Ars Technica just published a benchmark post with a big heads up to SteamOS #developers. These tests were done using the same PC with a dual-boot setup with Windows 10, and when put to the test, the very same titles performed worse, across the board under #Linux. Where #framerates across a variety of titles, including Valve’s own Team Fortress 2, Portal and Dota 2, suffered a significant penalty.
Some of the titles being highlighted such as Middle Earth: Shadow of Mordor and Metro Last Light Redux are not full out native titles. Which should be outlined for developers looking to release their game on Steam for Linux, particularly for those hoping to address the market generated by the recent commercial release of Linux-based SteamOS powered PC’s.
Also, these tests were carried out on a single PC with a small handful of games and a lot of variables at play; which could dismay some developers from porting titles to Linux. But again, these are not necessarily full out native ports. The tests do not show any Unity titles, which way heavily on Mono and keep a light weight and more feasible performance, and power over 70% of the Steam for Linux catalogue.
While all of these statistics, graphs, and media hype highlighting the frames per second on various titles, do note that OpenGL still uses a great deal of older features that do not necessarily apply to modern hardware and multi-threaded applications. While the upcoming Vulkan API (which Arstechnica also wrote about), has been a strong contender for Valve and SteamOS, set to be a more of a game changer, expected to arrive in the NVIDIA GeForce 358.66 Driver.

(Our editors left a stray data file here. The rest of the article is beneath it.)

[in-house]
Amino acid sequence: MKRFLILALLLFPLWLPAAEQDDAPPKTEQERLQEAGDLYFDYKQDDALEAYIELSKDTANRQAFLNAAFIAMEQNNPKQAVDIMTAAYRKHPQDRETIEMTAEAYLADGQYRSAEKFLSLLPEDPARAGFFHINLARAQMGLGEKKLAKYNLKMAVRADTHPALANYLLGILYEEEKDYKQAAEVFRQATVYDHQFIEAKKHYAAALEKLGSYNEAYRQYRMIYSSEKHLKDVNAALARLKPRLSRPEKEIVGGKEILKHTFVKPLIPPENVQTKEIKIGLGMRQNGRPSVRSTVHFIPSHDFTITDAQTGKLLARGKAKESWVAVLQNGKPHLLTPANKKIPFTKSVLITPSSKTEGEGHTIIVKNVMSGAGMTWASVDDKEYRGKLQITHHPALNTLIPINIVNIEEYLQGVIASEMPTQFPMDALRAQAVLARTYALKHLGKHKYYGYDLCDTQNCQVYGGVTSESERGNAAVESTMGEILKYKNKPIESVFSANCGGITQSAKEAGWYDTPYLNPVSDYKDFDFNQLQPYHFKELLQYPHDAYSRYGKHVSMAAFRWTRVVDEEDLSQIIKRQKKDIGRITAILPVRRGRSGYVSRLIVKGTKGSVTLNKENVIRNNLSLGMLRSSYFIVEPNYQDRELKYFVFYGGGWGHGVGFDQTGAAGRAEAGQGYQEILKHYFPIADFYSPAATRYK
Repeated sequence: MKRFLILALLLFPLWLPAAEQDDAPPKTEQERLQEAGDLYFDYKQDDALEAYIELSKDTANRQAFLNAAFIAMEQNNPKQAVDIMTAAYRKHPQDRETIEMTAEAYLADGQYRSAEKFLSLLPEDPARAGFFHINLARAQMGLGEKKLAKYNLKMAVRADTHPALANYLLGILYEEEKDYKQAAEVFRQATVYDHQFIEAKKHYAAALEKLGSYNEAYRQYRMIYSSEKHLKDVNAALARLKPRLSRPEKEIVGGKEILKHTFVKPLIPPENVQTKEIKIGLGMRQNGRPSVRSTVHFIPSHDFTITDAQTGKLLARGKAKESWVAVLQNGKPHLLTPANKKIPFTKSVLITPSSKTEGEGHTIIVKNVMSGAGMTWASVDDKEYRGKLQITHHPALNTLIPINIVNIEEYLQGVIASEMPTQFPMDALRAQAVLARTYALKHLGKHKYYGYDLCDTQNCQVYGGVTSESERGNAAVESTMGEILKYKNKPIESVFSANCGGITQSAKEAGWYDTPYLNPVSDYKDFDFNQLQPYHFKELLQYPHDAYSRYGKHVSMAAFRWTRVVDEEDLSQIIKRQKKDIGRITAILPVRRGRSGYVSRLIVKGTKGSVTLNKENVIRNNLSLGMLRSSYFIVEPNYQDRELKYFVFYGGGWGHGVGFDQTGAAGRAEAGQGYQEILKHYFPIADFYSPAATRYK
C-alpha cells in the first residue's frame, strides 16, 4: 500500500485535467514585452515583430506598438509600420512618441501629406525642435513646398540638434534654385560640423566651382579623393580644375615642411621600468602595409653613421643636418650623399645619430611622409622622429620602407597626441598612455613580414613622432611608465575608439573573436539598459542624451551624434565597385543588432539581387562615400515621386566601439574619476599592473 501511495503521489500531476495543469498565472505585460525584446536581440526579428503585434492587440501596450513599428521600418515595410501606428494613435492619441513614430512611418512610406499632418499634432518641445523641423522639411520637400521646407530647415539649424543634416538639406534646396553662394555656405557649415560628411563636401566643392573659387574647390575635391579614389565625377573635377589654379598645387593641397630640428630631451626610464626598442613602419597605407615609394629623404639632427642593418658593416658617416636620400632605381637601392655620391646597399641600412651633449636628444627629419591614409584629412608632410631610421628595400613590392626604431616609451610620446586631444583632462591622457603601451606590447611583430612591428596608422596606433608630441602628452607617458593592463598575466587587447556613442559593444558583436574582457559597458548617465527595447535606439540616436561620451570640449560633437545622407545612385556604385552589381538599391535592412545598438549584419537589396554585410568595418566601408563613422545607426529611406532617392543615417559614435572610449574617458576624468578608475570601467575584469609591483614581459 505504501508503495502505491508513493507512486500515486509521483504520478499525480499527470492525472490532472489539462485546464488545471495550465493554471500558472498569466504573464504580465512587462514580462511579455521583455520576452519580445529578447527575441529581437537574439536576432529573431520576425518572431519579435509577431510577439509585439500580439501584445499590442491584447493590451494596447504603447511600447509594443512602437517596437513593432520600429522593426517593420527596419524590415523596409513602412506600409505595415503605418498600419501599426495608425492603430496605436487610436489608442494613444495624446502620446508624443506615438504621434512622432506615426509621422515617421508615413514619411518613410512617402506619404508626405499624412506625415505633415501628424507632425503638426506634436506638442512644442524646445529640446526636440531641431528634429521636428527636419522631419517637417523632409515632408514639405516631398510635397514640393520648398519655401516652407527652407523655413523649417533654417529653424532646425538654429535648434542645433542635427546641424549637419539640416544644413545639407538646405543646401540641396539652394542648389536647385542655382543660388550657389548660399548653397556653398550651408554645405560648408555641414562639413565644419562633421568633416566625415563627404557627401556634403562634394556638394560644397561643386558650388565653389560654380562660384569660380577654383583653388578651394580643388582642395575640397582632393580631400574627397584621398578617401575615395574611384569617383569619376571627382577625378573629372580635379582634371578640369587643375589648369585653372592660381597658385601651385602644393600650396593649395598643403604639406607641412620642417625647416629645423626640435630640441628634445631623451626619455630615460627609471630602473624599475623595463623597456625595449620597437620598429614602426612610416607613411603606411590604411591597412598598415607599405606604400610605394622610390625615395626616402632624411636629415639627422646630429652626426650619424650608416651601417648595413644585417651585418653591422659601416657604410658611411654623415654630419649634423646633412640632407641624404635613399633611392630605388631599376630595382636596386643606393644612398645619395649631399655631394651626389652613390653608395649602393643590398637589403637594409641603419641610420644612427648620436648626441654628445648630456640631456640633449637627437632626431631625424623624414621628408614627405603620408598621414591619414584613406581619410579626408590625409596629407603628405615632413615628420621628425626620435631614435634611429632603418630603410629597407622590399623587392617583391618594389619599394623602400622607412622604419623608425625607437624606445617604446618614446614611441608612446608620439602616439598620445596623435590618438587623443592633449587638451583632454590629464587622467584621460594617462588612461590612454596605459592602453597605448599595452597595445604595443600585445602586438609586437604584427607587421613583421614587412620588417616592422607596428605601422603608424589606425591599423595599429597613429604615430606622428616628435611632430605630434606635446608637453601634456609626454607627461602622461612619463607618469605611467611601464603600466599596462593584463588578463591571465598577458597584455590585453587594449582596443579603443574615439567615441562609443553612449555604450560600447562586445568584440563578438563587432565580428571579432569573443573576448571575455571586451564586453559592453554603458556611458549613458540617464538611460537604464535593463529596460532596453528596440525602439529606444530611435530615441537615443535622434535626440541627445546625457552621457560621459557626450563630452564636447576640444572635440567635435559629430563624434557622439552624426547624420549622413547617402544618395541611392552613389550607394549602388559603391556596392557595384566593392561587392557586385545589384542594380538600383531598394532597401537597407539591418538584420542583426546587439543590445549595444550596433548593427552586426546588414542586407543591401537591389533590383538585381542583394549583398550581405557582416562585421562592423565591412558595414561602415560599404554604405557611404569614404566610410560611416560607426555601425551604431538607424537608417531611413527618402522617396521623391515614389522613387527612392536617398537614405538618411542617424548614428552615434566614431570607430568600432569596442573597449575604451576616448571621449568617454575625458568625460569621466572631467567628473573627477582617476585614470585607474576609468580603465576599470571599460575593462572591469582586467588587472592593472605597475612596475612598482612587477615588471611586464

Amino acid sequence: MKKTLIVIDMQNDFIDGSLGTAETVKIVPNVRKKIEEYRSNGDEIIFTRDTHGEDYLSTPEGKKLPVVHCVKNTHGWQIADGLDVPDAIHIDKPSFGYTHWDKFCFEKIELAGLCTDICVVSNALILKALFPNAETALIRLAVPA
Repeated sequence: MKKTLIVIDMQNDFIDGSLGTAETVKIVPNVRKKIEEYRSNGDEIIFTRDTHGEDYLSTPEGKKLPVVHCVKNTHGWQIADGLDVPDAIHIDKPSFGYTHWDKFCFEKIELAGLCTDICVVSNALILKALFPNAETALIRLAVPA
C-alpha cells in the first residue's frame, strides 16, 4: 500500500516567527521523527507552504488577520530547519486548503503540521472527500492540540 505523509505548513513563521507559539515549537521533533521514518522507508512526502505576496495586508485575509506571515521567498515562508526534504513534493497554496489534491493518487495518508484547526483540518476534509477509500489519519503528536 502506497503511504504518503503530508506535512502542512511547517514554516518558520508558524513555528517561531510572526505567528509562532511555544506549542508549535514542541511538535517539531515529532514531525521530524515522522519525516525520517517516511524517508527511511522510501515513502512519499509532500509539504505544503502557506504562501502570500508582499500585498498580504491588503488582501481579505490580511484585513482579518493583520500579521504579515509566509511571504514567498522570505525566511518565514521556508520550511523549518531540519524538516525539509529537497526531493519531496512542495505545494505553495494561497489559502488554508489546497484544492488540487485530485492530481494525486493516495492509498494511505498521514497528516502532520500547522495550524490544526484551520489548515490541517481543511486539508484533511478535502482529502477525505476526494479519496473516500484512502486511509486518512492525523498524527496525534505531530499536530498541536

And to be fair, all of this comes in the wake of Valve removing Linux versions of games from Steam last month, due to titles not playing well on SteamOS. So there are known issues still at play that are not being mentioned.
In the mean time, try using this Thread Optimization setting in the Launch Options of Steam. This may or may not make a difference in the overall FPS and/or performance, but it’s worth checking out:
LD_PRELOAD=”libpthread.so.0 libGL.so.1″ __GL_THREADED_OPTIMIZATIONS=1
In the mean time, here is a video from Intel to re-affirm some expectations of the Vulkan API: